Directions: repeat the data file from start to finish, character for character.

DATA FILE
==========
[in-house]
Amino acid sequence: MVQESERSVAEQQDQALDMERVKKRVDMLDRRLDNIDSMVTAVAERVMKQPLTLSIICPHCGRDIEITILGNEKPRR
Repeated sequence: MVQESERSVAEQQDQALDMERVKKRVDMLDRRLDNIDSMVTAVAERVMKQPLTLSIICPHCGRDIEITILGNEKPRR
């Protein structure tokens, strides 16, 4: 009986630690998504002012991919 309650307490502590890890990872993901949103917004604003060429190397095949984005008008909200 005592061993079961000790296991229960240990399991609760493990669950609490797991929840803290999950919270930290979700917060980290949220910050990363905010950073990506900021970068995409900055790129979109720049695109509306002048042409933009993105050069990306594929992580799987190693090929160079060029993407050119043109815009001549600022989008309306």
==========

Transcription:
[in-house]
Amino acid sequence: MVQESERSVAEQQDQALDMERVKKRVDMLDRRLDNIDSMVTAVAERVMKQPLTLSIICPHCGRDIEITILGNEKPRR
Repeated sequence: MVQESERSVAEQQDQALDMERVKKRVDMLDRRLDNIDSMVTAVAERVMKQPLTLSIICPHCGRDIEITILGNEKPRR
């Protein structure tokens, strides 16, 4: 009986630690998504002012991919 309650307490502590890890990872993901949103917004604003060429190397095949984005008008909200 005592061993079961000790296991229960240990399991609760493990669950609490797991929840803290999950919270930290979700917060980290949220910050990363905010950073990506900021970068995409900055790129979109720049695109509306002048042409933009993105050069990306594929992580799987190693090929160079060029993407050119043109815009001549600022989008309306």